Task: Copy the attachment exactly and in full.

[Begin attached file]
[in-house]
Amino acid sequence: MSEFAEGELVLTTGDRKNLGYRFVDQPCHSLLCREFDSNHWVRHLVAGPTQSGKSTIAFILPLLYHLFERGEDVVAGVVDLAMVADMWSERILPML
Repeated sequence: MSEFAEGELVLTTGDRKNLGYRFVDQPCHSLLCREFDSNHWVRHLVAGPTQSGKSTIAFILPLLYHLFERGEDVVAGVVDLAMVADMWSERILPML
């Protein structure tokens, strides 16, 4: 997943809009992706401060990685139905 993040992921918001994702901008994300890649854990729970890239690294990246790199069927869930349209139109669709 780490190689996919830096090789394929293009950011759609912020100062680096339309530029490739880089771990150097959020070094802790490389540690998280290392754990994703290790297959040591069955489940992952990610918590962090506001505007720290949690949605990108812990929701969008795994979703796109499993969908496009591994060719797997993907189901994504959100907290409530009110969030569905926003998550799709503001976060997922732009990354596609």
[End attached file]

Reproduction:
[in-house]
Amino acid sequence: MSEFAEGELVLTTGDRKNLGYRFVDQPCHSLLCREFDSNHWVRHLVAGPTQSGKSTIAFILPLLYHLFERGEDVVAGVVDLAMVADMWSERILPML
Repeated sequence: MSEFAEGELVLTTGDRKNLGYRFVDQPCHSLLCREFDSNHWVRHLVAGPTQSGKSTIAFILPLLYHLFERGEDVVAGVVDLAMVADMWSERILPML
């Protein structure tokens, strides 16, 4: 997943809009992706401060990685139905 993040992921918001994702901008994300890649854990729970890239690294990246790199069927869930349209139109669709 780490190689996919830096090789394929293009950011759609912020100062680096339309530029490739880089771990150097959020070094802790490389540690998280290392754990994703290790297959040591069955489940992952990610918590962090506001505007720290949690949605990108812990929701969008795994979703796109499993969908496009591994060719797997993907189901994504959100907290409530009110969030569905926003998550799709503001976060997922732009990354596609």